Claude Victor (Victor-Perrin), duke of Belluno, a French soldier, born at Lamarche, Lorraine, Dec. 7, 1764, died in Paris, March 1, 1841. He entered the army as a private in 1781, became a major in 1791, and was made brigadier general for his efficiency in the siege of Toulon, where he was twice wounded, but was not confirmed in that grade till 1795. In 1797 he was made general of division after brilliant services in Italy, where in 1800 he contributed largely to the victories of Montebello and Marengo. He was commander-in-chief of the Gallo-Batavian army in 1800-'2, was next appointed captain general of Louisiana, and in 1803 resumed the former office. In 1805 he went as minister to Copenhagen. In the following year he operated against the Prussians, into whose hands he fell while travelling in 1807, but was exchanged for Blücher. In the same year he was made marshal and duke after the battle of Friedland. In 1808 he was sent to Spain in command of the first corps, gained several victories and contributed chiefly to the capture of Madrid, shared in the defeat of Talavera, and in 1810 commenced the prolonged siege of Cadiz. In 1812 he served on the reserve in Russia, covering the retreat of the army across the Beresina. In 1813 he cooperated in the capture of Dresden and in the battles of Leipsio and Hanau. In March, 1814, he was severely wounded at Craonne. After the first restoration he adhered to the Bourbons, remained faithful during the hundred days, and was made a peer.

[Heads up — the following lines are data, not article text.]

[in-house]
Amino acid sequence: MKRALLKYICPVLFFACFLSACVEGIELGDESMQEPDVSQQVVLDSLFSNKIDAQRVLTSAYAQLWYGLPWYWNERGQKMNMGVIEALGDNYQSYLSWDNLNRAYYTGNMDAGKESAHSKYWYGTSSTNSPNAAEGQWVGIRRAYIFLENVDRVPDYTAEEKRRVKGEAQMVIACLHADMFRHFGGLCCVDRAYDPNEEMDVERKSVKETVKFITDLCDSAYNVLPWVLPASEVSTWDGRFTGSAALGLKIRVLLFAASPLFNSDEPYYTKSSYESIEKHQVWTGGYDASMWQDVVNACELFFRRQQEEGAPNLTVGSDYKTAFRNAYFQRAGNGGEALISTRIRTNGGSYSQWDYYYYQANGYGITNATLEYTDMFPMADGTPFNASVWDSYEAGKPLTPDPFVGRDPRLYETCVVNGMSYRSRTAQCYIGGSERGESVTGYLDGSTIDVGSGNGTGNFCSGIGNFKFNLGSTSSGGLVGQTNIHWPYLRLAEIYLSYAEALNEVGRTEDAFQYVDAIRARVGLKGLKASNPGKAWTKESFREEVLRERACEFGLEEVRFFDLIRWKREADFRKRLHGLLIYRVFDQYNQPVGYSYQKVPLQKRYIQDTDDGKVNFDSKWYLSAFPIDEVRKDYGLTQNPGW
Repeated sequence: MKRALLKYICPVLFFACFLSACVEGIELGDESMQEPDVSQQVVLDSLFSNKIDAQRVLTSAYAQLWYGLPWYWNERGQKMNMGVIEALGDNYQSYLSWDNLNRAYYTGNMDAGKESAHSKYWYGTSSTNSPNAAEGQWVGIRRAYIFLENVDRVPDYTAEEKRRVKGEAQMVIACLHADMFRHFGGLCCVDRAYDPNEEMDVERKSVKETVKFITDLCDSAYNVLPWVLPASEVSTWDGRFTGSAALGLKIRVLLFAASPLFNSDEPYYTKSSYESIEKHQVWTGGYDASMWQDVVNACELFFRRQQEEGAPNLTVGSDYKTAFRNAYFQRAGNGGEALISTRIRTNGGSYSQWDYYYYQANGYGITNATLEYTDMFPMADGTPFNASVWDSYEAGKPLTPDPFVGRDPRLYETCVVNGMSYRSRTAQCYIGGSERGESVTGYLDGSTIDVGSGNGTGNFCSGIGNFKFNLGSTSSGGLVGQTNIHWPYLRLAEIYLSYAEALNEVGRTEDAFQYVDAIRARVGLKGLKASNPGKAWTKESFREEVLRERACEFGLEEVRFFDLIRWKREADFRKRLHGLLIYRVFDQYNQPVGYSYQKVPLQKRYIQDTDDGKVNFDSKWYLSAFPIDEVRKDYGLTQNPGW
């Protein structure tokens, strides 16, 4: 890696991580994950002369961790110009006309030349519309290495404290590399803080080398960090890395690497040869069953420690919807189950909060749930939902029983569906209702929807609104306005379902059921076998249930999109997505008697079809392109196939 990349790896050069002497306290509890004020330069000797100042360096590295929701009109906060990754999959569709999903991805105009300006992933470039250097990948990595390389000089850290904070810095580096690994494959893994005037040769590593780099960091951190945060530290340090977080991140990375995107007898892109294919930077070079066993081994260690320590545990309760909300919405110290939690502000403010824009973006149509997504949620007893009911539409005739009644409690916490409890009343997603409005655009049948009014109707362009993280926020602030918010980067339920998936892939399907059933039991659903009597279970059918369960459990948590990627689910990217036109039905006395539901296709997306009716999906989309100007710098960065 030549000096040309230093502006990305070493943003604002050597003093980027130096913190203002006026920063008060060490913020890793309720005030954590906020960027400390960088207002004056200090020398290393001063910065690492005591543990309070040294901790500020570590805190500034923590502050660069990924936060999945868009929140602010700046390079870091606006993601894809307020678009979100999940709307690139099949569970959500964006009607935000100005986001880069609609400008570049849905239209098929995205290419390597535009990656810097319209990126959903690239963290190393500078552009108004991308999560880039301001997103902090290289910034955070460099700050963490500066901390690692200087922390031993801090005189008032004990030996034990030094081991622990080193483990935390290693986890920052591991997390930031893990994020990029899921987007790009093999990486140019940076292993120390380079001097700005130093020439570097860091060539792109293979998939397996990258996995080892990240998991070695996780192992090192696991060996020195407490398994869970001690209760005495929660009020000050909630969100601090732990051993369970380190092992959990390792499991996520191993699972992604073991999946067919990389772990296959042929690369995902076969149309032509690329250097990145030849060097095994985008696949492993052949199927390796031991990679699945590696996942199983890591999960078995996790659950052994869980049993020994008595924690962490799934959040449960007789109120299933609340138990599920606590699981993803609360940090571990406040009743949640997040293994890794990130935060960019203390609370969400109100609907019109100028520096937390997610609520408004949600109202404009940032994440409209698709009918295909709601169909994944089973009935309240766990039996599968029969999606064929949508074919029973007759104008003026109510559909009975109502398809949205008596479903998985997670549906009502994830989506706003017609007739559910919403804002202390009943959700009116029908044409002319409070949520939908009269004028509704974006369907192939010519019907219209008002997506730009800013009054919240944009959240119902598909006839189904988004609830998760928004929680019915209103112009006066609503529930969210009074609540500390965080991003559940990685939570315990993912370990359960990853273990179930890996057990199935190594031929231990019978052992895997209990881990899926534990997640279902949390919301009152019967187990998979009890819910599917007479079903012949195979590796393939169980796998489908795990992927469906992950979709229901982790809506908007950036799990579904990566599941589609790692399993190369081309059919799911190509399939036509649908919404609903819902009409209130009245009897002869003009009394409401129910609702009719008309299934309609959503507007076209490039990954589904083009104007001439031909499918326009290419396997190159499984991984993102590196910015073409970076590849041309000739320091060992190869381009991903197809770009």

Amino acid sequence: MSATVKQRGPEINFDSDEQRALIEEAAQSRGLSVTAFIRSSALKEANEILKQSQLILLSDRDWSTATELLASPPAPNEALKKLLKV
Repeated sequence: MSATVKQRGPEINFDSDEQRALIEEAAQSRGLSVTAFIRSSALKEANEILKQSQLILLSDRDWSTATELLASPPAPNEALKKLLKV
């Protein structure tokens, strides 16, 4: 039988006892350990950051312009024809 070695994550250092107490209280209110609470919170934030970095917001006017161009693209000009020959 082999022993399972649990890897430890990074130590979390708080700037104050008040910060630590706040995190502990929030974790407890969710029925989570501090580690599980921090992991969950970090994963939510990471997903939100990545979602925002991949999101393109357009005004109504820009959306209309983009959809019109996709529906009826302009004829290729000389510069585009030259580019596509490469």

Placed at the head of an investigating committee, he showed great severity toward those of his former comrades who had gone over to Napoleon. He was minister of war from 1821 to 1823, when he accompanied the duke of Angoulême as major general to Spain, but was recalled on account of frauds for which he was partly held responsible. He was appointed ambassador to Austria, but that government declined to recognize him as duke of Belluno, and he spent the rest of his life in retirement.